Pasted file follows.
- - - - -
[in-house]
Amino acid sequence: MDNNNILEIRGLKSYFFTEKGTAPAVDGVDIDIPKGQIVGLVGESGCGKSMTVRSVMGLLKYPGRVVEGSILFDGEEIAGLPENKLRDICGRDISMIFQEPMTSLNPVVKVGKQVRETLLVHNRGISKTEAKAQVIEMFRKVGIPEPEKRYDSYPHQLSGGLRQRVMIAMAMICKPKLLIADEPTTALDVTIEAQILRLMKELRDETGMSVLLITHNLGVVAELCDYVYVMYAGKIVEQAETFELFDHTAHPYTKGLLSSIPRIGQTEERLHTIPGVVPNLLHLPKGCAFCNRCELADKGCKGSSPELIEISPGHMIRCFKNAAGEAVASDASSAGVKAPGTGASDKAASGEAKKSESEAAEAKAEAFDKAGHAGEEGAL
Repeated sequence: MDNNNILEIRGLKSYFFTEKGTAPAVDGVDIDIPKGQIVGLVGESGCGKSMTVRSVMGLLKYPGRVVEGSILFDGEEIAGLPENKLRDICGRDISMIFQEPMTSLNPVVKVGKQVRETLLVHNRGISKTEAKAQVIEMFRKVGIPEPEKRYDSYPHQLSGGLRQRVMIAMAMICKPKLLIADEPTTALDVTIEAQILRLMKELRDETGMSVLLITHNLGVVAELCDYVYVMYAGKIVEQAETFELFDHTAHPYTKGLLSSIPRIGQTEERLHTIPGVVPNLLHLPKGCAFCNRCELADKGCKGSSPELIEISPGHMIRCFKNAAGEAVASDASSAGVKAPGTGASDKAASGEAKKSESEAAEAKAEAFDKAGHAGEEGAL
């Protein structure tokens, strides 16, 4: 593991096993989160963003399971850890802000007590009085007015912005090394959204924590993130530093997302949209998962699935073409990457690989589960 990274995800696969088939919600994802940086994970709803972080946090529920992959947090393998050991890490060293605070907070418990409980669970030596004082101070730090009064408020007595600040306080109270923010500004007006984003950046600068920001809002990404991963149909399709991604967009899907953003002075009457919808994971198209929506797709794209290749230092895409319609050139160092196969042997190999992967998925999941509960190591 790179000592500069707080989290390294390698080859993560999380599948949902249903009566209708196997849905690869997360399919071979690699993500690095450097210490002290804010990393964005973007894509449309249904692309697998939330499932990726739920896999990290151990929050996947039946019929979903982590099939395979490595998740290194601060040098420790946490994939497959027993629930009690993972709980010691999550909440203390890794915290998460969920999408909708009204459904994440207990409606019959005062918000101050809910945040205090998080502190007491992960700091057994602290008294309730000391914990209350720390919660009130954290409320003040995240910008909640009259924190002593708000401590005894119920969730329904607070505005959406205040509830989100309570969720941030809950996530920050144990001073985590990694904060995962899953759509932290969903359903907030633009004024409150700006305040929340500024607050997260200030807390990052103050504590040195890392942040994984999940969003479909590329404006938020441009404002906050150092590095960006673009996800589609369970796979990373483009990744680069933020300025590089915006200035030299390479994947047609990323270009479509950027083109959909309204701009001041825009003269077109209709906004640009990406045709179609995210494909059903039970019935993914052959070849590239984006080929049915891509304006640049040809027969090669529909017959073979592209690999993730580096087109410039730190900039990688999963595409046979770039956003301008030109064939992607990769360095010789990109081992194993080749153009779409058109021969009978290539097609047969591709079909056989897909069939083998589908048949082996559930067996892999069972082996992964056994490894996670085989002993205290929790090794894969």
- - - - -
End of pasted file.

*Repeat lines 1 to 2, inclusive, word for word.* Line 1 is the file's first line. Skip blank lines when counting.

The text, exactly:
[in-house]
Amino acid sequence: MDNNNILEIRGLKSYFFTEKGTAPAVDGVDIDIPKGQIVGLVGESGCGKSMTVRSVMGLLKYPGRVVEGSILFDGEEIAGLPENKLRDICGRDISMIFQEPMTSLNPVVKVGKQVRETLLVHNRGISKTEAKAQVIEMFRKVGIPEPEKRYDSYPHQLSGGLRQRVMIAMAMICKPKLLIADEPTTALDVTIEAQILRLMKELRDETGMSVLLITHNLGVVAELCDYVYVMYAGKIVEQAETFELFDHTAHPYTKGLLSSIPRIGQTEERLHTIPGVVPNLLHLPKGCAFCNRCELADKGCKGSSPELIEISPGHMIRCFKNAAGEAVASDASSAGVKAPGTGASDKAASGEAKKSESEAAEAKAEAFDKAGHAGEEGAL